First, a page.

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Disclosure of documents referred to in evidence under the Disclosure Pilot Scheme

Michel Wilson and Partners Limited v Emmott and Others [2022] EWHC 730


In an application under the disclosure pilot scheme, the High Court has clarified the circumstances in which a document will be considered to have been "mentioned" in a witness statement and is therefore disclosable under paragraph 21 of Practice Direction 51U (PD51U).

In Michel Wilson and Partners Limited v Emmott and Others [2022] EWHC 730 the Commercial Court rejected the claimant's application for the disclosure of documents which the claimant contended had been "mentioned" in witness statements and exhibits to witness statements. The Court did not consider that a document which has been mentioned in an exhibit to a witness statement should be treated as having been "mentioned" in the witness statement for the purposes of paragraph 21 of PD51U. The court also found that while it may be possible to infer from the contents of a witness statement that a certain document exists, that is not the same as saying there has been a "sufficient direct allusion" to a document. The decision is a salutary reminder that the court will not allow parties to use paragraph 21 of PD51U as a vehicle for seeking wide-ranging disclosure.

The facts

The claimant (MWP) applied for an order under paragraph 21 of PD51U for certain of the defendants to produce, amongst other things, engagement letters, retainers, invoices, and conditional fee agreements which MWP contended had been mentioned in two witness statements (and the documents exhibited to those witness statements) filed in support of an application to strike out the proceedings. The judge described MWP's PD51U application as involving the creation "of a schedule of documents expressed in extravagant terms, and seeks disclosure of those documents which it is submitted are bound to exist, and in reality have been appropriately alluded to in the witness statements concerned".

By way of background, in the proceedings MWP alleges that the first six named defendants dishonestly conspired to make claims for costs orders in certain other proceedings between MWP and the first defendant (Mr Emmott), knowing that the second to sixth defendants were not entitled to payment in respect of the legal services they had provided to Mr Emmott (and therefore no entitlement to an indemnity or to the cost orders arose). Accordingly, MWP sought to recover all sums advanced by way of interim payments on account in respect of the cost orders concerned, as well as a declaration that the defendants were not entitled to recover any costs.

Mr Emmott's former solicitor (the late Mr Robinson) and one of the named defendants who acted as leading counsel to Mr Emmott for significant periods relevant to the dispute (Mr Shepherd QC) each filed witness statements in support of the application to strike out the proceedings.


PD51U sets out a pilot scheme for disclosure in the Business and Property Courts (which applies in lieu of CPR 31, save for certain specifically identified provisions in the Practice Direction).

Under paragraph 21.4 of PD51U, the Court may make an order requiring the production of a document which has not already been provided by way of disclosure but is "mentioned" in a statement of case, witness statement, witness summary, affidavit or expert report if the court is satisfied that such an order is reasonable and proportionate as defined in paragraph 6.4 of PD51U.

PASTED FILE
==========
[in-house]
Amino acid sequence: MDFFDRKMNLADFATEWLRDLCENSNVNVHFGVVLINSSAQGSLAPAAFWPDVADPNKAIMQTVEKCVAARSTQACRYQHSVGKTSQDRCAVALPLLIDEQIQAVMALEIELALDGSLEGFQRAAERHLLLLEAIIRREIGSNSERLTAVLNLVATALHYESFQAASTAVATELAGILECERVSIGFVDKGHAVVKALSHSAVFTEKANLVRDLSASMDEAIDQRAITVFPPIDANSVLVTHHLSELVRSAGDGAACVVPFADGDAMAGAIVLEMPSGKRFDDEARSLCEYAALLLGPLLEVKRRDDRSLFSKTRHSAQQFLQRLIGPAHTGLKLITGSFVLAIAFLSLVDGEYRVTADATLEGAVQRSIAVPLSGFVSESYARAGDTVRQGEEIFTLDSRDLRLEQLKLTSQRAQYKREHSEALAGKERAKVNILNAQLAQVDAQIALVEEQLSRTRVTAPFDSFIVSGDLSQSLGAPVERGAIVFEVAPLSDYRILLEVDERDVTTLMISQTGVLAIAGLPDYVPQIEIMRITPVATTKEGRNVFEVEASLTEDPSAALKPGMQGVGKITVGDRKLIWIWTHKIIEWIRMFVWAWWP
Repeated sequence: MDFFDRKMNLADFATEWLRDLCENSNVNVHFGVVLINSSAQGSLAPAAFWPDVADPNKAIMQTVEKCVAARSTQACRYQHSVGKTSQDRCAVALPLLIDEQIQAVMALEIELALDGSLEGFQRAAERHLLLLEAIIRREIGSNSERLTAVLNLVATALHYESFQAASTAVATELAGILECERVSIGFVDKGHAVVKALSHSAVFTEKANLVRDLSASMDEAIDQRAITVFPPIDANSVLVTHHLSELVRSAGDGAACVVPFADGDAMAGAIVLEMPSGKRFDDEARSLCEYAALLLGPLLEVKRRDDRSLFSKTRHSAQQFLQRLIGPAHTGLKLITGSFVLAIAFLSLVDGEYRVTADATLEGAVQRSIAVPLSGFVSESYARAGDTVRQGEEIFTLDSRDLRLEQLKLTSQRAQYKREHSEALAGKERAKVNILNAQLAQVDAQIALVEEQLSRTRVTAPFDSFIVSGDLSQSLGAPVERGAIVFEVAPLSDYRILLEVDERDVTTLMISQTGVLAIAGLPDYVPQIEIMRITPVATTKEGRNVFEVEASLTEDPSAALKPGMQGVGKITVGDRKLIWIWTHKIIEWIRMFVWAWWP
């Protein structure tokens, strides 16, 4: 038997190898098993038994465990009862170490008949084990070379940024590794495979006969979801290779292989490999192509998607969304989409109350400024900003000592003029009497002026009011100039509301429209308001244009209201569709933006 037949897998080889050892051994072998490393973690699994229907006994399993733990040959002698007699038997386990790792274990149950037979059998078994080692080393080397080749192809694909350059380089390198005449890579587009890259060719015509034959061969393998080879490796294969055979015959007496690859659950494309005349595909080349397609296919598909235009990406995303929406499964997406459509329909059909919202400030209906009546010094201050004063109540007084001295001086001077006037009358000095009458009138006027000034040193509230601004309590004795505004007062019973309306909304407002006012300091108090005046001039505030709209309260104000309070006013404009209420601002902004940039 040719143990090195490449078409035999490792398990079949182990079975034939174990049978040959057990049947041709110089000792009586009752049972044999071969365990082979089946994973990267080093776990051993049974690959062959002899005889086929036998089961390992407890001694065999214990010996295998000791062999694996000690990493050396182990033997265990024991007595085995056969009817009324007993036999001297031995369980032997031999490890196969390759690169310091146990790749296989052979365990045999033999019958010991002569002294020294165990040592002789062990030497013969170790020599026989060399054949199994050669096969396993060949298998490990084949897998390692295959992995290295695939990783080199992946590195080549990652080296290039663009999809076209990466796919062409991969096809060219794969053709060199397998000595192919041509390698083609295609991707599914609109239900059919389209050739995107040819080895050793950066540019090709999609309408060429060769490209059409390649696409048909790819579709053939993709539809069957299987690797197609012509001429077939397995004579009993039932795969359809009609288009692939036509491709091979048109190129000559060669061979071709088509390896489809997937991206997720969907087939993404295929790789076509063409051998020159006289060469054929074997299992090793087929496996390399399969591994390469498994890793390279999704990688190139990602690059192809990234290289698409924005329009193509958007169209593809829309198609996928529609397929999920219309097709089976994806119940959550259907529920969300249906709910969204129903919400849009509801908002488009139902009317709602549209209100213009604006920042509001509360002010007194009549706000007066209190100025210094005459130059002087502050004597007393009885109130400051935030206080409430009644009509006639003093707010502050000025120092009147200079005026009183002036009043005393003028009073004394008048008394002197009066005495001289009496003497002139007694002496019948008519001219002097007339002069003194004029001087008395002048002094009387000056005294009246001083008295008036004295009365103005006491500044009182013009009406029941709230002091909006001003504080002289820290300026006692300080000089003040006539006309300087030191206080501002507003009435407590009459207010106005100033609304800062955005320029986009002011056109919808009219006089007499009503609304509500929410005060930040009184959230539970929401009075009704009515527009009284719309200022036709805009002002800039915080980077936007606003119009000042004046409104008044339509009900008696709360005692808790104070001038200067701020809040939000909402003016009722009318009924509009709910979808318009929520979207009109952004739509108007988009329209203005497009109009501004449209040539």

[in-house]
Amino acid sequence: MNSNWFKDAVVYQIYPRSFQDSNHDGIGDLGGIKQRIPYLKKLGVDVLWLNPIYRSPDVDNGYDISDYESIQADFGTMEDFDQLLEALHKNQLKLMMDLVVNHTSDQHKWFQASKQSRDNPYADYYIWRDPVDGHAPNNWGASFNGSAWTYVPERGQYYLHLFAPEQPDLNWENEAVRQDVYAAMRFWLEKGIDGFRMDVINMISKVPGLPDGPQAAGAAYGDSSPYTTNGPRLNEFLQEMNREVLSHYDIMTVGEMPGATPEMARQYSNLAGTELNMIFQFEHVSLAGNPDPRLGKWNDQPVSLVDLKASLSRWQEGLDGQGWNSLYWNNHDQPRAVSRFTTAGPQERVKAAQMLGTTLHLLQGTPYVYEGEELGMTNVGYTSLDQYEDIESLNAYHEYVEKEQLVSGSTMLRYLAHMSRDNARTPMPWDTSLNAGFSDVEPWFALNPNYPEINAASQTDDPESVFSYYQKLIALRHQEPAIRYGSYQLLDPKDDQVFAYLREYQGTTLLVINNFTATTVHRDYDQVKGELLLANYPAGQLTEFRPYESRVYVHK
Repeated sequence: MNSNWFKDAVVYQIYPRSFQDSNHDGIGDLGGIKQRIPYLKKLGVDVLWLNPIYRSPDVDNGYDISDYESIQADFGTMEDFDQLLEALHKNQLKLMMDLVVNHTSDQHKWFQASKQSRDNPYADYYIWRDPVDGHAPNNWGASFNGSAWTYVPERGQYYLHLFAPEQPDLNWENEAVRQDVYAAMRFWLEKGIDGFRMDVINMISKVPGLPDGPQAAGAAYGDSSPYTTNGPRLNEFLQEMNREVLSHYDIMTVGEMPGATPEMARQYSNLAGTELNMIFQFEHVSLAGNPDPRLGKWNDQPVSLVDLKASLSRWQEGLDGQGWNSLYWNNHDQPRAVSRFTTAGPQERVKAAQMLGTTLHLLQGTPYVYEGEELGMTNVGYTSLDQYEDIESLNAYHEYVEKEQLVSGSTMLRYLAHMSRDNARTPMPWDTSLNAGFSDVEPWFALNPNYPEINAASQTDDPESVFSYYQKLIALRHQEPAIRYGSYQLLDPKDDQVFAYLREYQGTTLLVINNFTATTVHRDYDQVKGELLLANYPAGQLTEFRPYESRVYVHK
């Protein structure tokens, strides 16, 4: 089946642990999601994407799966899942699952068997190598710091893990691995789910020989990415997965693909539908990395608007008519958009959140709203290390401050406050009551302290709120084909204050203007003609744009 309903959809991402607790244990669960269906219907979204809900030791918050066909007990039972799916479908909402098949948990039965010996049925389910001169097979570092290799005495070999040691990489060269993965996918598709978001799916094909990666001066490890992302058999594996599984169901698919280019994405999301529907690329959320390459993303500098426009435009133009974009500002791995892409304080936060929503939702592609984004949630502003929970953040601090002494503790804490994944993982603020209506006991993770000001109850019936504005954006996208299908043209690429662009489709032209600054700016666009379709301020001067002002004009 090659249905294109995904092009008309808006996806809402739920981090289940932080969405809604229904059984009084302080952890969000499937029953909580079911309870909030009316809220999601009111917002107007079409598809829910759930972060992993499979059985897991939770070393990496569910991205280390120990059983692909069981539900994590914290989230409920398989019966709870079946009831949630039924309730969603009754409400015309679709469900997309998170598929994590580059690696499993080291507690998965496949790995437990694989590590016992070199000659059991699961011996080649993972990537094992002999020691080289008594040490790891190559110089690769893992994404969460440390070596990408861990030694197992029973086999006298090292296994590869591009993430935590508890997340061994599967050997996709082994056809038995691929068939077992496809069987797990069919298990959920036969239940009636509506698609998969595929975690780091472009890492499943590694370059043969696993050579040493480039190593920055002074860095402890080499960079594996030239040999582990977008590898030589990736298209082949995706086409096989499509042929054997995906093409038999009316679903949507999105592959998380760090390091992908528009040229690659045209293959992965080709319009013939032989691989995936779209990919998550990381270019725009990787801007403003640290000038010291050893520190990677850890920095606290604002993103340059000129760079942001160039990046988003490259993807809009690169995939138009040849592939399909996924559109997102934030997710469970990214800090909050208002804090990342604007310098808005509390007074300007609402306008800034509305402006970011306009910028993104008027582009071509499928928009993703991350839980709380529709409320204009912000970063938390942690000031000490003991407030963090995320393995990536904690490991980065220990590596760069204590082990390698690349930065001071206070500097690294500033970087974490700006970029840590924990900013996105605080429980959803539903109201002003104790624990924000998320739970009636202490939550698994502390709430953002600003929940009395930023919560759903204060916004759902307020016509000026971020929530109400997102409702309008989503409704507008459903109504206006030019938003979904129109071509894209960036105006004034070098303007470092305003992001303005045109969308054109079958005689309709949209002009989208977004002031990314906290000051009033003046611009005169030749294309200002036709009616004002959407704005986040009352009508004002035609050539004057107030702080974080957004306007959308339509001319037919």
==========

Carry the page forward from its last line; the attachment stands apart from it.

Paragraph 6.4 of PD51U provides as follows:

In all cases, an order for Extended Disclosure must be reasonable and proportionate having regard to the overriding objective including the following factors—

(1) the nature and complexity of the issues in the proceedings;

(2) the importance of the case, including any non-monetary relief sought;

(3) the likelihood of documents existing that will have probative value in supporting or undermining a party’s claim or defence;

(4) the number of documents involved;

(5) the ease and expense of searching for and retrieval of any particular document (taking into account any limitations on the information available and on the likely accuracy of any costs estimates);

(6) the financial position of each party; and

(7) the need to ensure the case is dealt with expeditiously, fairly and at a proportionate cost.

Paragraph 21.3 of PD51U says that a document is mentioned "where it is referred to, cited in whole, or in part, or there is a direct allusion to it". Accordingly, while PD51U is a self-contained code, such that "some care needs to be exercised in referring to authorities decided under CPR Part 31", because the definition of "mentioned" in paragraph 21.3 replicates the case law in relation to the meaning of that word in CPR 31.14, the judge was of the view that he could safely have regard to the general principles identified by reference to that phrase. Under CPR 31.14(1) a party may inspect a document "mentioned" in a statement of case, witness statement, witness summary or affidavit.

PD51 to continue on a permanent basis

An announcement published on the Judiciary website on 18 July 2022 has confirmed that the Disclosure Pilot Scheme (PD51U) will operate in the Business and Property Courts on a permanent basis from 1 October 2022. The scheme will be in substantially the same form as PD51U, but will be renumbered PD 57AD "Disclosure in the Business and Property Courts".

The appropriate scope of paragraph 21 of PD51U and the judge's reasoning

As regards the principles to be applied in assessing MWP's application, the judge found paragraph 41 of the decision of Warby J in Rudd v Bridle & Anor [2019] Costs LR 1067 (and the cases cited therein) to be particularly instructive: